Cherry harvest and recipe

Stewed Cherry fruit
A kind of desert made from our cherry crop.

In general
It is very special that in our orchard on the sour soil of the area “the Krimpenerwaard” in the Netherlands, a cherry tree brings forth plenty of fruit. Usually fruit trees grow on clay-soil. As we find along the rivers. The kind of soil is affecting the taste. The original area where Cherry trees were grown was along the “Kromme Rijn” in the centre of the Netherlands.

Nowadays  most fruit trees are grown in “the Betuwe”, a area in Hollandl between the big rivers. Because of the tremendous amount of work in harvesting the cherries from the high trees, there was a lack of interest for this fruit farming during the years 1960 till 1995. Nowadays they have development and grown small trees ans also better ways to protect the trees against the birds and also the development smaller trees, as well as a growing market for organic grown cherries against birds. Because of this development there is more interest in investing in this kind of fruit farming.

In foreign countries we find cherry farming in Hanford, California. Not too long ago they also started there organic growing of cherries. Thanks to new methods for preserving they can cope with the increasing demand for cherries. In Europe we find cherry farming in Switzerland, Italy, France, south eastern Europe, west of Asia and even in a small village in South Africa named Imperani near the border with Lesotho. In spring you  recognize the flowering cherry tree as a beautiful white and round silhouette of the mostly solitary growing tree.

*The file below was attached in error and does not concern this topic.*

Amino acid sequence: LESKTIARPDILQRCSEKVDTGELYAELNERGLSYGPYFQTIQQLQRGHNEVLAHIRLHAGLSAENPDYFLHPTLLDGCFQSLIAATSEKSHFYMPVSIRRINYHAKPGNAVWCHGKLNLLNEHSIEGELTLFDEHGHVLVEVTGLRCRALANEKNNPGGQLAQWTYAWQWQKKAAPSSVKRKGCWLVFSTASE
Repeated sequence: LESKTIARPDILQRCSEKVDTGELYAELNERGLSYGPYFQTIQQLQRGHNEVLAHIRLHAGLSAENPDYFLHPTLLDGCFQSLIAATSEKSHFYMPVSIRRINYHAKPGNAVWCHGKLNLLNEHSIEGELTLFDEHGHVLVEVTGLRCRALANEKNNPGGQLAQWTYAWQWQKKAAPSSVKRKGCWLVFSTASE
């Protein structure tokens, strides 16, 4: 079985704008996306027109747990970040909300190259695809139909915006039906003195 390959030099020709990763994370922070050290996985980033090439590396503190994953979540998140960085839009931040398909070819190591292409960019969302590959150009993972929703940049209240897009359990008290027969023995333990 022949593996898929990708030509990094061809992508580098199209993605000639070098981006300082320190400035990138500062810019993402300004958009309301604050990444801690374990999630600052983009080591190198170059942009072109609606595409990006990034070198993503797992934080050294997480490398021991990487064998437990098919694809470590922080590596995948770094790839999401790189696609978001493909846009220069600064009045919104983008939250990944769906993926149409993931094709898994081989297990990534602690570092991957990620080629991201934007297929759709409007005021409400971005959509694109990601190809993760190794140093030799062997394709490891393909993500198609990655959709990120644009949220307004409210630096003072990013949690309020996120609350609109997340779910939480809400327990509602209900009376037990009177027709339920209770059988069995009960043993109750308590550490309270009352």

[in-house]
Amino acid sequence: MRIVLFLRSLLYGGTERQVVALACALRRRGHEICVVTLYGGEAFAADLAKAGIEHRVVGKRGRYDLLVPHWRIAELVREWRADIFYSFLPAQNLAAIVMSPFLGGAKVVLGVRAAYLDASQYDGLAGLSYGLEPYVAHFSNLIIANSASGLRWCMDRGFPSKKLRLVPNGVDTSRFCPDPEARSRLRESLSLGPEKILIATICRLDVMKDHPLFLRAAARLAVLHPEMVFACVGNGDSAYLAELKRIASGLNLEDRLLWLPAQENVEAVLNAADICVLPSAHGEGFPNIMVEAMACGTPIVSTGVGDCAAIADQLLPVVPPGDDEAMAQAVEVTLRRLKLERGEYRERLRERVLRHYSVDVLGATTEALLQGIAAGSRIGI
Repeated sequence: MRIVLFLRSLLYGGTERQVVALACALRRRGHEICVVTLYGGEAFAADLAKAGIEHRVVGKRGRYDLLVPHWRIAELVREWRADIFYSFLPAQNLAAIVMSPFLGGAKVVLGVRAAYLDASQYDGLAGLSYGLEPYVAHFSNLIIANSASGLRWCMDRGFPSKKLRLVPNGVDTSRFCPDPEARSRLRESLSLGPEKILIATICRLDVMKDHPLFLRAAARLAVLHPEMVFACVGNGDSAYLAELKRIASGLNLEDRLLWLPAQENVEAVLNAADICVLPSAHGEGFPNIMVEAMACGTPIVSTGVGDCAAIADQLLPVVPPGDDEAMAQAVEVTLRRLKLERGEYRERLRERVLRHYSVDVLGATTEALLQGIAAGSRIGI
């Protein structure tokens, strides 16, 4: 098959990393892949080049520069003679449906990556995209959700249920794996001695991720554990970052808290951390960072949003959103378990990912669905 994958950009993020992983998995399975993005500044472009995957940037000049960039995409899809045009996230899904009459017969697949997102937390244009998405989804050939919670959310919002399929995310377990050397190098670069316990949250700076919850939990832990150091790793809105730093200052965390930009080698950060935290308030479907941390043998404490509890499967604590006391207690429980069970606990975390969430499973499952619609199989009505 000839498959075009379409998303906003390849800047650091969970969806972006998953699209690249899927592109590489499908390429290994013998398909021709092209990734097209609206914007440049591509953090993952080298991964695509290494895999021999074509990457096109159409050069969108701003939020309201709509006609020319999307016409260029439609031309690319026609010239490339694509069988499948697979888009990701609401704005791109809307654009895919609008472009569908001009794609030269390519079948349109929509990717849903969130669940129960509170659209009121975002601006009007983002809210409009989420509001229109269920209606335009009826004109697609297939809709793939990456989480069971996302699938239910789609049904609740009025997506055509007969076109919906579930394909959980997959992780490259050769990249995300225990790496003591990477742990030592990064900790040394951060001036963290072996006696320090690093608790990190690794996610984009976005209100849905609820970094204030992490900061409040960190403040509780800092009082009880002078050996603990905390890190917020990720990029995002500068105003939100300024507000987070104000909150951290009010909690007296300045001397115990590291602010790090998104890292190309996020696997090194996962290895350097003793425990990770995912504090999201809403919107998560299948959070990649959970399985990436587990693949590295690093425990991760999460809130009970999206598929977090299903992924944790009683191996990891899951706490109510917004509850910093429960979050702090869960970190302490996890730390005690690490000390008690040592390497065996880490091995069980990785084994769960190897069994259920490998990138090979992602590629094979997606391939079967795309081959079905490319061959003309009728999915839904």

About cherry harvesting
The enormous harvest that my husband and I got this summer of 2011 has impressed me very much. As a young child I was aware, that we receive the yield of the field from our Creator and through His grace. Therefore before we eat the fruit we say the words of thanks: “Blessed are You, King of the universe, Who creates fruit of the tree” in Hebrew (phonetic): “Baruch ata Adonai Elohainu melech haólam borai pre ha’etz”.

From my parents I learned that if the weather situation is so difficult that there is nearly no possibility to harvest the crop, because of the amount of rain, we shall not be grumpy. Everything will turn ok. In other times we long for rain. Once after a very dry period, all the just sowed sugarbeetseed was blown away from the field through a spring storm. It even landed on the window sill in the living room of the farm. Still my dad kept confidence and sowed again expensive bought sugarbeet seed.

These experiences help us to know our dependence. So it brings much pleasure to enjoy others through sharing the harvest. Moreover, I have great appreciation of the workers who collect the crop. Special in this time my gratitude goes to my husband, who did the tough job of picking, grading, stoning, pasteurizing and/or making cherries into jam.  During three weeks there went about 150 kg of cherries through his hands. I collected the less qualified cherries, processed them into compote and developed my own recipe. And together with others we ate a lot of fresh cherries!

Recipe of my cherry compote / stewed cherries
Ingredients: 1 kg / 2.2 lbs  Cherries, without stalk, well rinsed, stoned and cut in halves.
75 gr. / 1/3 cup Brown sugar or fine cane sugar
1 dl / 7 tbsp fresh orange juice
Juice from ½ a small lemon1 ½ tbsp
Maizena / cornstarch
2-3 tbsp water

Put all the ingredients – except the maizena and water – together in a large pan. Bring to cook and led it slowly cook for 5 minutes. Then mix the maizena with the 2-3 tbsp of water. (I like it more to use cherry juice, cooled down from the cooked amount of cherries). Add this mixture to the cooking cherries; stir very well under keeping cooking for 1-2 minutes. Let it cool down.  It’s possible to freeze this compote.

J. Spijker-Kort